While the pandemic was able to provide solutions for many concerns people had regarding plastic surgery, it also created the very insecurities that led to more plastic surgery in the first place. With most people stuck at home, people turned to social media, some for boredom, and others for the feeling of some sort of human connection. Apps like TikTok saw an increase from 680 million active users in 2018 to over 1.1 billion monthly active users in 2021.

On Tiktok, many trends revolve around proving beauty, such as testing to see how symmetrical one’s face or how big one’s lips are. These types of videos fueled a new beauty standard that caused millions of people stuck at home to re-examine their own bodies—even if the comparison was a video with a filter. Some surgeons even mentioned how many of their patients came in using influencer lingo, claiming that they noticed they had “facial asymmetry” or even that they wanted to look like a certain influencer whom they admire.

The spike in plastic surgery is also a result of Zoom. With the increased usage of Zoom and other video platforms to communicate, many went from seeing their face only occasionally during the workday to regularly looking into a mirror-image of themself on the screen. With this, many became more aware of features such as wrinkles or lines, and new insecurities fueled a desire to get them fixed. While there was still an emphasis on the body, Zoom-related factors like these led to an increase specifically in facial cosmetic procedures.

However, just because there was an increased emphasis on the face due to platforms like Zoom, this didn’t stop people from wanting surgery for their bodies. In fact, there was a rapid increase in body contouring procedures when everything opened back up in 2021, with a 24.7 percent increase in fat reduction procedures and a 15 percent increase in skin tightening procedures. Many surgeons feel that this is due to quarantine’s contribution to overall decreased physical activity, leading to things such as weight gain.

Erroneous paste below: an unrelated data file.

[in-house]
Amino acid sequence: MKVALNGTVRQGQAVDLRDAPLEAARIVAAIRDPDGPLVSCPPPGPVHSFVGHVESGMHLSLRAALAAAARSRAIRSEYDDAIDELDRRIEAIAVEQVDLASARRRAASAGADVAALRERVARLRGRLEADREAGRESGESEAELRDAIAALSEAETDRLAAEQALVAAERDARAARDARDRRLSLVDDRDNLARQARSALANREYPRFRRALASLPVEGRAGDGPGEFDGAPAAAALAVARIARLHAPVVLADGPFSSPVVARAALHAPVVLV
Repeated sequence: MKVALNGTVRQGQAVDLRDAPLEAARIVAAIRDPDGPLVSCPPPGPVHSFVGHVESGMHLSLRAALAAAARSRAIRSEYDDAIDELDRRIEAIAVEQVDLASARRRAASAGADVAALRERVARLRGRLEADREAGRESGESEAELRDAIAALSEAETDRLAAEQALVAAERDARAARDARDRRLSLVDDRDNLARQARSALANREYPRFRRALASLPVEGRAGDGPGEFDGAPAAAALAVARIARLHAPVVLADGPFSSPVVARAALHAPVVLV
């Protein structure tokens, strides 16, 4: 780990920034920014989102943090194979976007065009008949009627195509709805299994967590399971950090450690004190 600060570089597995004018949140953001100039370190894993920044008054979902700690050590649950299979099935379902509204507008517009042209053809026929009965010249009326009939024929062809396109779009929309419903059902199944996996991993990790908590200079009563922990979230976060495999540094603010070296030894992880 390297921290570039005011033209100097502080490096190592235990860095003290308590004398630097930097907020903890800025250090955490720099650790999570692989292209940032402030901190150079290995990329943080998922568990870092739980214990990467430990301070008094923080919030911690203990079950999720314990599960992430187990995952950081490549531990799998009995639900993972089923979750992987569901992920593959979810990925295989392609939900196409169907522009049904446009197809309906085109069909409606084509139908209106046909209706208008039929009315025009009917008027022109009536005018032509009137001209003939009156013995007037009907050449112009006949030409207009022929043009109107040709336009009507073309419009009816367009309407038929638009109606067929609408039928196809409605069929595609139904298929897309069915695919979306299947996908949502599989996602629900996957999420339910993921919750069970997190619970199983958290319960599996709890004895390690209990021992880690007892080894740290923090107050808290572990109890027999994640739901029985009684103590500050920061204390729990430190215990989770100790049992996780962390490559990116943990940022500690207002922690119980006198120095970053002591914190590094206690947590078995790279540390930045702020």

Interestingly enough, plastic surgeons also noticed a trend in plastic surgery that corresponded with COVID trends. For example, when there seemed to be a spike in COVID cases just around the corner, more patients came in for procedures as the likelihood of a shutdown increased again. People feared that they wouldn’t be able to get themselves “fixed” before everything shut down again. Comparatively, when the vaccine came out to the public, there was a dip in the number of plastic surgeries. The vaccine showed many people that this was the beginning of a shift to the real world again, prompting people began to shift back to their normal life. Schedules were filled up, and many did not have as much time to spare, such as the time needed to recover at home.

It is important to note the psychological effects of social media and plastic surgery, especially on our younger generations. They pose the question: how far will we go for social media? On social media today, there are millions of filters and millions of people who edit their photos, faces, and bodies to perfection. And the scary part is that we now have younger children using apps like TikTok and Instagram. When they see what society defines as a perfect face or a perfect body, their insecurities and self-doubts take root, worsening as time goes on. There is nothing wrong with plastic surgery, but it shouldn’t be necessary for people to feel beautiful.